It was back at SDCC 2012 that I first peeked both NOMs. Nom 4th, Ashley Wood’s revamped take on his iconic Nom De Plume was one of the most exciting items I saw on display at 3A’s booth… heck SDCC! If you like, check out some of the shots we snapped in our beastly Comic Con 2012 coverage article.

The month prior to SDCC, ordering both NOMs was one of the most hesitation-free toy purchases I’d made. After seeing them at SDCC, I was confident that once in hand, these guys would be the jewels of my collection.

Whelp, as it happens..

PACKAGING

Both NOM boxes look great. Ash’s paintings, depicting each character individually, are splashed on two panels of each packs surface which is perfect for displaying if you’re the kind of guy/lady/lady-man-lady who enjoys doing that.  It’s the kind of box art I enjoy the most from 3A/A. Wood.. minimalist design over some fantastic art.

WHAT’S INCLUDED

Both NOMs come with two twin silver pistols, a baton and a spare pistol holding hand. Each figure have a full sized poster featuring the box art packed inside as well.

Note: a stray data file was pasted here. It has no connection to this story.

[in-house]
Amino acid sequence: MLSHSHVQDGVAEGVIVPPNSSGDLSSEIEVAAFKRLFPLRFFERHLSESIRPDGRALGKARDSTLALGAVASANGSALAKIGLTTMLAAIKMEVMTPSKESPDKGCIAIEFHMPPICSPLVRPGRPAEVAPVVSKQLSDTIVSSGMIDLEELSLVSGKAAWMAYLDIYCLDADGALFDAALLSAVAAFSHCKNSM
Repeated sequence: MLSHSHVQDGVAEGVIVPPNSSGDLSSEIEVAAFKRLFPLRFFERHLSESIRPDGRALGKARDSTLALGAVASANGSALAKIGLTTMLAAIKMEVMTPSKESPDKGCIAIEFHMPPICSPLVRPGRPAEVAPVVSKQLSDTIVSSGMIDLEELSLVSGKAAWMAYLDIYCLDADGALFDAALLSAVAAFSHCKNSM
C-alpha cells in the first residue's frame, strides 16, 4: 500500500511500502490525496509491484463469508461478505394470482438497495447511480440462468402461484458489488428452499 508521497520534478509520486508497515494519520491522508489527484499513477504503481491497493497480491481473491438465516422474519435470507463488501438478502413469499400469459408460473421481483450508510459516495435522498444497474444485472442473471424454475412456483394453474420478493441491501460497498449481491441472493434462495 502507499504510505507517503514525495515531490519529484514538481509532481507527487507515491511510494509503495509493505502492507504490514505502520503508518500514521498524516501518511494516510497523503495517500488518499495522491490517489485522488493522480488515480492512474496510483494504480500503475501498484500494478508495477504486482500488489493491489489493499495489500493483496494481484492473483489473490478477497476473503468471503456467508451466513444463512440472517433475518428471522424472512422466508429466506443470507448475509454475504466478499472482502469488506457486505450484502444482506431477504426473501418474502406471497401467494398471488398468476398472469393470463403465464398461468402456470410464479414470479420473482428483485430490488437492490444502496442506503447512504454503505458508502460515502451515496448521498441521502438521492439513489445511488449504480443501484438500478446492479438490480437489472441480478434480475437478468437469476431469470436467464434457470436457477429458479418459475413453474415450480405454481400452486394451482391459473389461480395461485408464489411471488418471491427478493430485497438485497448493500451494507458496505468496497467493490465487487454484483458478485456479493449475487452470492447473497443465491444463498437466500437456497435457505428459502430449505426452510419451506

THE BREAKDOWN

As it was NOM 4th who first caught my eye at SDCC, he was the first I unboxed. I cut open the wrap and flipped open the lid. Ahhhh man, he looked great. The iconic NOM De Plume single red sleeve, the red lenses in the gas mask, even with all the new additions, it’s unmistakable NOM.

The new hoses are nice and flexible. I wouldn’t necessarily call them “soft”, but they’ll most likely adjust to where you need them to. Like them or not they definitely change his look enough to clearly identify him as a separate and unique character. 4th isn’t a quick and easy color swapped NOM. He’s not the same old toy with a new toy’s price. In fact, everything on him is brand spanking new.